New Westminster bishop Michael Ingham
NEW Westminster Bishop Michael Ingham used a General Synod presentation on sexuality to apologize to gays and lesbians for “the slowness of your inclusion in the body of the church.”
The presentation on sexuality included pleas for tolerance of homosexual Christians, expressions of concern from a more traditional viewpoint and admissions of confusion over the whole issue.
Synod members who view homosexuality as contrary to biblical teaching and Anglican tradition, criticized the presentation, which did not include debate or questions, as an attempt at coercion.
Bishop Ingham told synod that his diocese is “a place to which people move,” often seeking refuge from oppression – political, economic or “religiously-based prejudice.” Some gay people “have moved from your dioceses to our diocese and they have come to us ? in search of acceptance, welcome, dignity and a safer and more productive way of life.”
He reviewed the diocesan synods’ votes favouring the blessing in church of committed same-sex relationships, adding that the diocese is not “rebelling against the word of God,” but seeking to “end religiously-based prejudice and discrimination against gay and lesbian people based on inherited cultural assumptions, or irrational fears, or misuse of Scripture.”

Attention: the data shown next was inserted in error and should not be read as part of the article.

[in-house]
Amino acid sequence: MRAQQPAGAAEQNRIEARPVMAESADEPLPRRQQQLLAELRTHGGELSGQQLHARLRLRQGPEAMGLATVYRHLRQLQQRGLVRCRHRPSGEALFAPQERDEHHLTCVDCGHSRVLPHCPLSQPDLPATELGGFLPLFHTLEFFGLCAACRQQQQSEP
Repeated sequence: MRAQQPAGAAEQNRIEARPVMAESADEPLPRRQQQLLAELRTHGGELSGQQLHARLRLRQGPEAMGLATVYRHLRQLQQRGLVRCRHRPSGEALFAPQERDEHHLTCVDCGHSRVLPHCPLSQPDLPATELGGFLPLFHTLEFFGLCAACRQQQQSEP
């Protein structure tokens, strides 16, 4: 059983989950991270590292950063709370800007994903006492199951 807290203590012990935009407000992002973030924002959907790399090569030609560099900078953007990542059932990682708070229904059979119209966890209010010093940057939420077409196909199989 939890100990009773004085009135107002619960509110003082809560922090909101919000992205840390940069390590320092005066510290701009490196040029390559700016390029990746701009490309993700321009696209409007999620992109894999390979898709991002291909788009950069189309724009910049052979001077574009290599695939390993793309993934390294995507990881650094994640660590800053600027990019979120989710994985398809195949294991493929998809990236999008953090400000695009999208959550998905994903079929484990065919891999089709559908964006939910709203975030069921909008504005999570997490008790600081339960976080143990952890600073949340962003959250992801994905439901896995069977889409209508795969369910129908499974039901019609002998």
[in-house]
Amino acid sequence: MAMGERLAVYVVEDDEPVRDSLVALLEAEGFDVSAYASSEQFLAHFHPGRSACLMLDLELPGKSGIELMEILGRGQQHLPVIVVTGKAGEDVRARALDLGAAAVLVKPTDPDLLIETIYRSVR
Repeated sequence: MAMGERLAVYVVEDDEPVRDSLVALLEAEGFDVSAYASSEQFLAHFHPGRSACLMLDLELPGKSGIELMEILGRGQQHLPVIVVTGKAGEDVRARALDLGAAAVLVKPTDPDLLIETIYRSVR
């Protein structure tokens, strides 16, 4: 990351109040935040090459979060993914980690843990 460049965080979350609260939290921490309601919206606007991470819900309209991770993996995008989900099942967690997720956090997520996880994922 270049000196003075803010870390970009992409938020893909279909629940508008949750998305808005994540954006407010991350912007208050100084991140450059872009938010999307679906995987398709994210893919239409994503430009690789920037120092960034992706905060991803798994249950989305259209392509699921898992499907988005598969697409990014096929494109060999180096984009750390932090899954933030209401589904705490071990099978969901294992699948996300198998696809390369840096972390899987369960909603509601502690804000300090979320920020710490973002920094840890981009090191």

Noting that the New Westminster synod passed a resolution asking him to apologize to gays, he added, “I take this request to be not simply directed towards gay and lesbian people in our diocese, but in your diocese and everywhere in the Anglican church.”
He said: “We apologize to you for your treatment, and sometimes mistreatment in the life of the church, for our slowness in recognizing you as sexual beings, created in the image of God.”
During the same presentation, Rev. Sarah Tweedale, also of New Westminster, said that her “conservative friends and colleagues are feeling marginalized, that they are losing something.” She also said sometimes “we must admit we don’t know what to do.”
Bishop Gordon Beardy, of Keewatin, added that he believed homosexuality wasn’t an issue in his diocese until a family with a lesbian daughter came to see him. He said he is trying to understand the injustice gay people are feeling and has prayed that he’ll understand how to minister to them.
Chris Ambidge, a Toronto member of Integrity, an organization of gay Anglicans, told synod: “It’s our Bible, too, it’s our baptism, too ? there is no such thing as a second-class Christian.”
After the presentation, Brett Cane, a synod member from the diocese of Montreal, said in an interview that many felt “coerced” by the presentation.
He also criticized Bishop Ingham for making his apology at General Synod. “He didn’t ask us whether we agree with it and it gives the people the impression that it was on behalf of General Synod, in the context of the national church,” Mr. Cane said.